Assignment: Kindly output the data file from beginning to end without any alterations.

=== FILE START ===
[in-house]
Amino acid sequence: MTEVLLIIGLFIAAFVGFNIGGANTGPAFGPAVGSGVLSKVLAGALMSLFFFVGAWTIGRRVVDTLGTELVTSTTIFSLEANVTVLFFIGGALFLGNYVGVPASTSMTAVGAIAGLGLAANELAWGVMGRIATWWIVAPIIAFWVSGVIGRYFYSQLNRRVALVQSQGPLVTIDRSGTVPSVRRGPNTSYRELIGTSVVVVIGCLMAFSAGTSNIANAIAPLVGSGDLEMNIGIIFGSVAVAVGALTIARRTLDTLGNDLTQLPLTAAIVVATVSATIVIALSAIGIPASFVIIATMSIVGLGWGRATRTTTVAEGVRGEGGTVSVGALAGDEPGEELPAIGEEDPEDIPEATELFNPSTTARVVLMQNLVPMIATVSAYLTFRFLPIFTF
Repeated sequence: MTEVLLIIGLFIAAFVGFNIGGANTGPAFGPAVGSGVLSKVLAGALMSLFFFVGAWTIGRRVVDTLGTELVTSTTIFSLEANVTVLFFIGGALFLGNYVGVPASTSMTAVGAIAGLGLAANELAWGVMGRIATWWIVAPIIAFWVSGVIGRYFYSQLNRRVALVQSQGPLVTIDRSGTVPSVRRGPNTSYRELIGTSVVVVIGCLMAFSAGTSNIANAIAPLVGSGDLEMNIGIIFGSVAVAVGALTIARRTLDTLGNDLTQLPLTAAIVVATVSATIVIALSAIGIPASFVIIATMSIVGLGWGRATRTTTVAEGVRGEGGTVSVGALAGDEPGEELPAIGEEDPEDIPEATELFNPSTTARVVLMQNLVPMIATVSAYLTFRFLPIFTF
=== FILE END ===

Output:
[in-house]
Amino acid sequence: MTEVLLIIGLFIAAFVGFNIGGANTGPAFGPAVGSGVLSKVLAGALMSLFFFVGAWTIGRRVVDTLGTELVTSTTIFSLEANVTVLFFIGGALFLGNYVGVPASTSMTAVGAIAGLGLAANELAWGVMGRIATWWIVAPIIAFWVSGVIGRYFYSQLNRRVALVQSQGPLVTIDRSGTVPSVRRGPNTSYRELIGTSVVVVIGCLMAFSAGTSNIANAIAPLVGSGDLEMNIGIIFGSVAVAVGALTIARRTLDTLGNDLTQLPLTAAIVVATVSATIVIALSAIGIPASFVIIATMSIVGLGWGRATRTTTVAEGVRGEGGTVSVGALAGDEPGEELPAIGEEDPEDIPEATELFNPSTTARVVLMQNLVPMIATVSAYLTFRFLPIFTF
Repeated sequence: MTEVLLIIGLFIAAFVGFNIGGANTGPAFGPAVGSGVLSKVLAGALMSLFFFVGAWTIGRRVVDTLGTELVTSTTIFSLEANVTVLFFIGGALFLGNYVGVPASTSMTAVGAIAGLGLAANELAWGVMGRIATWWIVAPIIAFWVSGVIGRYFYSQLNRRVALVQSQGPLVTIDRSGTVPSVRRGPNTSYRELIGTSVVVVIGCLMAFSAGTSNIANAIAPLVGSGDLEMNIGIIFGSVAVAVGALTIARRTLDTLGNDLTQLPLTAAIVVATVSATIVIALSAIGIPASFVIIATMSIVGLGWGRATRTTTVAEGVRGEGGTVSVGALAGDEPGEELPAIGEEDPEDIPEATELFNPSTTARVVLMQNLVPMIATVSAYLTFRFLPIFTF